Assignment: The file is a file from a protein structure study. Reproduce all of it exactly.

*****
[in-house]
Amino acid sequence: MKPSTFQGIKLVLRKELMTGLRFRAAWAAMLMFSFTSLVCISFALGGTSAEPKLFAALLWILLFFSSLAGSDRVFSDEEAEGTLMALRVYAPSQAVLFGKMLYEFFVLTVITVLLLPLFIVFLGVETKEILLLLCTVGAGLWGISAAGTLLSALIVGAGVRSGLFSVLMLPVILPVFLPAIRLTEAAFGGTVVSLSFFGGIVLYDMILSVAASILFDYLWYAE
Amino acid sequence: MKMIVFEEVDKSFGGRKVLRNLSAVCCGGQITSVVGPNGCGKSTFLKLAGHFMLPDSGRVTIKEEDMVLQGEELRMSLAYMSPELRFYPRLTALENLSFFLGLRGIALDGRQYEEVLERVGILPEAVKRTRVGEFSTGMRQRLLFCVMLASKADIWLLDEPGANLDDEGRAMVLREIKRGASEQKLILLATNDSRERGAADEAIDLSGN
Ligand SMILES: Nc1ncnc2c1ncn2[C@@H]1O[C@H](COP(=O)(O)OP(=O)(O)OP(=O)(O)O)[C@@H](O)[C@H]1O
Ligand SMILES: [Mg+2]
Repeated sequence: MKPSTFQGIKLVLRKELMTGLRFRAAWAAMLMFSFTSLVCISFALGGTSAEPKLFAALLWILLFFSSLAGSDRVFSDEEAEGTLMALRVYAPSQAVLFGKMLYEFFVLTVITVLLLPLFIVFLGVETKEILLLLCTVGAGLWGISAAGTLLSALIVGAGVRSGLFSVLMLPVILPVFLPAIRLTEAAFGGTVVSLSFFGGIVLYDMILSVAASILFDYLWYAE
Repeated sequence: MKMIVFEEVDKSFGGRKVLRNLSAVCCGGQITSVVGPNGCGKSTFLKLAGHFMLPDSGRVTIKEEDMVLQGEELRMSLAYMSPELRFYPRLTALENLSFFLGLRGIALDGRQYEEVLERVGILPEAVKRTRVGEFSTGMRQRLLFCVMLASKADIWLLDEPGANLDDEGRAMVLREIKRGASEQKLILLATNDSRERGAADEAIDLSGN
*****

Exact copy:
[in-house]
Amino acid sequence: MKPSTFQGIKLVLRKELMTGLRFRAAWAAMLMFSFTSLVCISFALGGTSAEPKLFAALLWILLFFSSLAGSDRVFSDEEAEGTLMALRVYAPSQAVLFGKMLYEFFVLTVITVLLLPLFIVFLGVETKEILLLLCTVGAGLWGISAAGTLLSALIVGAGVRSGLFSVLMLPVILPVFLPAIRLTEAAFGGTVVSLSFFGGIVLYDMILSVAASILFDYLWYAE
Amino acid sequence: MKMIVFEEVDKSFGGRKVLRNLSAVCCGGQITSVVGPNGCGKSTFLKLAGHFMLPDSGRVTIKEEDMVLQGEELRMSLAYMSPELRFYPRLTALENLSFFLGLRGIALDGRQYEEVLERVGILPEAVKRTRVGEFSTGMRQRLLFCVMLASKADIWLLDEPGANLDDEGRAMVLREIKRGASEQKLILLATNDSRERGAADEAIDLSGN
Ligand SMILES: Nc1ncnc2c1ncn2[C@@H]1O[C@H](COP(=O)(O)OP(=O)(O)OP(=O)(O)O)[C@@H](O)[C@H]1O
Ligand SMILES: [Mg+2]
Repeated sequence: MKPSTFQGIKLVLRKELMTGLRFRAAWAAMLMFSFTSLVCISFALGGTSAEPKLFAALLWILLFFSSLAGSDRVFSDEEAEGTLMALRVYAPSQAVLFGKMLYEFFVLTVITVLLLPLFIVFLGVETKEILLLLCTVGAGLWGISAAGTLLSALIVGAGVRSGLFSVLMLPVILPVFLPAIRLTEAAFGGTVVSLSFFGGIVLYDMILSVAASILFDYLWYAE
Repeated sequence: MKMIVFEEVDKSFGGRKVLRNLSAVCCGGQITSVVGPNGCGKSTFLKLAGHFMLPDSGRVTIKEEDMVLQGEELRMSLAYMSPELRFYPRLTALENLSFFLGLRGIALDGRQYEEVLERVGILPEAVKRTRVGEFSTGMRQRLLFCVMLASKADIWLLDEPGANLDDEGRAMVLREIKRGASEQKLILLATNDSRERGAADEAIDLSGN